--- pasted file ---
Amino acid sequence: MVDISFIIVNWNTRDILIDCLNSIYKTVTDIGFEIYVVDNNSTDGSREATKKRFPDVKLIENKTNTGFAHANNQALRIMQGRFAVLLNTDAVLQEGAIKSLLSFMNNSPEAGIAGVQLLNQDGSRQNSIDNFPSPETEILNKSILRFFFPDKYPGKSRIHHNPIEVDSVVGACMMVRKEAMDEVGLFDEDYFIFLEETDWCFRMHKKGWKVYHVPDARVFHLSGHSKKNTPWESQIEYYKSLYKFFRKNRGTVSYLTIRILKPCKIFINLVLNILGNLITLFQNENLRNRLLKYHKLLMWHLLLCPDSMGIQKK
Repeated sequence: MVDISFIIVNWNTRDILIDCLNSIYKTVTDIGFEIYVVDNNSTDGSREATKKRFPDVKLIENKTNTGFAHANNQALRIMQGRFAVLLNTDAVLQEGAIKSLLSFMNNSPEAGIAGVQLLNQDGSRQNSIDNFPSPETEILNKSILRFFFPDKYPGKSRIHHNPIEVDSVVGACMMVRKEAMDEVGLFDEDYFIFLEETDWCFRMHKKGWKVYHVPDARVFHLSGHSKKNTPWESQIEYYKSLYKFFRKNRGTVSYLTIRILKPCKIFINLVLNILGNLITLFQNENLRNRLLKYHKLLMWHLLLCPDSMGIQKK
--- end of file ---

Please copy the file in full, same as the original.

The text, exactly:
Amino acid sequence: MVDISFIIVNWNTRDILIDCLNSIYKTVTDIGFEIYVVDNNSTDGSREATKKRFPDVKLIENKTNTGFAHANNQALRIMQGRFAVLLNTDAVLQEGAIKSLLSFMNNSPEAGIAGVQLLNQDGSRQNSIDNFPSPETEILNKSILRFFFPDKYPGKSRIHHNPIEVDSVVGACMMVRKEAMDEVGLFDEDYFIFLEETDWCFRMHKKGWKVYHVPDARVFHLSGHSKKNTPWESQIEYYKSLYKFFRKNRGTVSYLTIRILKPCKIFINLVLNILGNLITLFQNENLRNRLLKYHKLLMWHLLLCPDSMGIQKK
Repeated sequence: MVDISFIIVNWNTRDILIDCLNSIYKTVTDIGFEIYVVDNNSTDGSREATKKRFPDVKLIENKTNTGFAHANNQALRIMQGRFAVLLNTDAVLQEGAIKSLLSFMNNSPEAGIAGVQLLNQDGSRQNSIDNFPSPETEILNKSILRFFFPDKYPGKSRIHHNPIEVDSVVGACMMVRKEAMDEVGLFDEDYFIFLEETDWCFRMHKKGWKVYHVPDARVFHLSGHSKKNTPWESQIEYYKSLYKFFRKNRGTVSYLTIRILKPCKIFINLVLNILGNLITLFQNENLRNRLLKYHKLLMWHLLLCPDSMGIQKK